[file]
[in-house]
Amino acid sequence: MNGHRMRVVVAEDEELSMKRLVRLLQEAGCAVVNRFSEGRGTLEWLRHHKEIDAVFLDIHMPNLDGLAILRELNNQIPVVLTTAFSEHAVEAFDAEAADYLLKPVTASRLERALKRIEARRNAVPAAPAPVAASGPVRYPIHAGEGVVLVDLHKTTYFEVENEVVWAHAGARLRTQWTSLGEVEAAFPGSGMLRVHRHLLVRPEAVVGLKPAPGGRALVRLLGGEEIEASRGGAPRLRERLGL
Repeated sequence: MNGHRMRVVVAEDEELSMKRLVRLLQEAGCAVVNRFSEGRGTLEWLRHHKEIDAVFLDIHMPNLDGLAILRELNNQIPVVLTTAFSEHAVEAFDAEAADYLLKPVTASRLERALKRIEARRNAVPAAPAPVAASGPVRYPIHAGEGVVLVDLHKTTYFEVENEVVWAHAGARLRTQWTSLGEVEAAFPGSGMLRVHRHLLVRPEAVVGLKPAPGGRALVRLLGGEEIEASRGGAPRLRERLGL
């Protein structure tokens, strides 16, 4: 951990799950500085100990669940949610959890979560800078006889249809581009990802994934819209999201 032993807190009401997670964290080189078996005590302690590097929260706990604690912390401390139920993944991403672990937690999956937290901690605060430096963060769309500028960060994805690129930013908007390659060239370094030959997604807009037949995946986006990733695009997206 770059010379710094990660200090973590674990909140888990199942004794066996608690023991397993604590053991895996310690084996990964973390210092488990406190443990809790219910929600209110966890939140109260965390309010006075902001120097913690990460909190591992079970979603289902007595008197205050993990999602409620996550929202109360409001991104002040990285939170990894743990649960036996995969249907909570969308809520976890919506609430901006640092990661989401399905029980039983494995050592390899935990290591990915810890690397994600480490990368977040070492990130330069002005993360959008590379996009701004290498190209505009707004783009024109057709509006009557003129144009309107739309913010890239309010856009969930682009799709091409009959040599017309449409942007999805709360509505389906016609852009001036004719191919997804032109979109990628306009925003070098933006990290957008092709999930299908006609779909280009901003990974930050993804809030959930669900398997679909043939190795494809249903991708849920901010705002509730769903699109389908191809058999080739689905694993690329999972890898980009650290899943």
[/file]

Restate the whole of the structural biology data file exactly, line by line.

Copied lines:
[in-house]
Amino acid sequence: MNGHRMRVVVAEDEELSMKRLVRLLQEAGCAVVNRFSEGRGTLEWLRHHKEIDAVFLDIHMPNLDGLAILRELNNQIPVVLTTAFSEHAVEAFDAEAADYLLKPVTASRLERALKRIEARRNAVPAAPAPVAASGPVRYPIHAGEGVVLVDLHKTTYFEVENEVVWAHAGARLRTQWTSLGEVEAAFPGSGMLRVHRHLLVRPEAVVGLKPAPGGRALVRLLGGEEIEASRGGAPRLRERLGL
Repeated sequence: MNGHRMRVVVAEDEELSMKRLVRLLQEAGCAVVNRFSEGRGTLEWLRHHKEIDAVFLDIHMPNLDGLAILRELNNQIPVVLTTAFSEHAVEAFDAEAADYLLKPVTASRLERALKRIEARRNAVPAAPAPVAASGPVRYPIHAGEGVVLVDLHKTTYFEVENEVVWAHAGARLRTQWTSLGEVEAAFPGSGMLRVHRHLLVRPEAVVGLKPAPGGRALVRLLGGEEIEASRGGAPRLRERLGL
């Protein structure tokens, strides 16, 4: 951990799950500085100990669940949610959890979560800078006889249809581009990802994934819209999201 032993807190009401997670964290080189078996005590302690590097929260706990604690912390401390139920993944991403672990937690999956937290901690605060430096963060769309500028960060994805690129930013908007390659060239370094030959997604807009037949995946986006990733695009997206 770059010379710094990660200090973590674990909140888990199942004794066996608690023991397993604590053991895996310690084996990964973390210092488990406190443990809790219910929600209110966890939140109260965390309010006075902001120097913690990460909190591992079970979603289902007595008197205050993990999602409620996550929202109360409001991104002040990285939170990894743990649960036996995969249907909570969308809520976890919506609430901006640092990661989401399905029980039983494995050592390899935990290591990915810890690397994600480490990368977040070492990130330069002005993360959008590379996009701004290498190209505009707004783009024109057709509006009557003129144009309107739309913010890239309010856009969930682009799709091409009959040599017309449409942007999805709360509505389906016609852009001036004719191919997804032109979109990628306009925003070098933006990290957008092709999930299908006609779909280009901003990974930050993804809030959930669900398997679909043939190795494809249903991708849920901010705002509730769903699109389908191809058999080739689905694993690329999972890898980009650290899943």